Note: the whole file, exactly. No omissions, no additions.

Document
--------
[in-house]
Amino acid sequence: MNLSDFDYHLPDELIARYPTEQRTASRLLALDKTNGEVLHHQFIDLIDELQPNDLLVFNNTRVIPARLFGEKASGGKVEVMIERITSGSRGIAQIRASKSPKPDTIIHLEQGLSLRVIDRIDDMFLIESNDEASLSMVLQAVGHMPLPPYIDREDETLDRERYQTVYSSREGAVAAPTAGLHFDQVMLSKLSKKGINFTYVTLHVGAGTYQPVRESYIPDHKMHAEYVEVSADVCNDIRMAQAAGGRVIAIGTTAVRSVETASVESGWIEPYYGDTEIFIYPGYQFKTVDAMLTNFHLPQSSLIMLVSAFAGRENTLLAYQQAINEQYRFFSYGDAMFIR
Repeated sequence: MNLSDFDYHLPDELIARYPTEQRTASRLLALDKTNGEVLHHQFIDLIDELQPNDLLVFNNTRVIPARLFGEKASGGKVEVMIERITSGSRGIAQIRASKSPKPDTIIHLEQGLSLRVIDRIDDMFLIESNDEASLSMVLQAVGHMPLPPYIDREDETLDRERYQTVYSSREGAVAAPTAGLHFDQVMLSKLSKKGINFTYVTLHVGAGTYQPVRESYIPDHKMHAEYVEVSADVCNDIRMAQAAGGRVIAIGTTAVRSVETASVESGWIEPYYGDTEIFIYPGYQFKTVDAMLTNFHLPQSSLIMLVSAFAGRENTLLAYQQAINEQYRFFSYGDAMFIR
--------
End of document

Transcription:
[in-house]
Amino acid sequence: MNLSDFDYHLPDELIARYPTEQRTASRLLALDKTNGEVLHHQFIDLIDELQPNDLLVFNNTRVIPARLFGEKASGGKVEVMIERITSGSRGIAQIRASKSPKPDTIIHLEQGLSLRVIDRIDDMFLIESNDEASLSMVLQAVGHMPLPPYIDREDETLDRERYQTVYSSREGAVAAPTAGLHFDQVMLSKLSKKGINFTYVTLHVGAGTYQPVRESYIPDHKMHAEYVEVSADVCNDIRMAQAAGGRVIAIGTTAVRSVETASVESGWIEPYYGDTEIFIYPGYQFKTVDAMLTNFHLPQSSLIMLVSAFAGRENTLLAYQQAINEQYRFFSYGDAMFIR
Repeated sequence: MNLSDFDYHLPDELIARYPTEQRTASRLLALDKTNGEVLHHQFIDLIDELQPNDLLVFNNTRVIPARLFGEKASGGKVEVMIERITSGSRGIAQIRASKSPKPDTIIHLEQGLSLRVIDRIDDMFLIESNDEASLSMVLQAVGHMPLPPYIDREDETLDRERYQTVYSSREGAVAAPTAGLHFDQVMLSKLSKKGINFTYVTLHVGAGTYQPVRESYIPDHKMHAEYVEVSADVCNDIRMAQAAGGRVIAIGTTAVRSVETASVESGWIEPYYGDTEIFIYPGYQFKTVDAMLTNFHLPQSSLIMLVSAFAGRENTLLAYQQAINEQYRFFSYGDAMFIR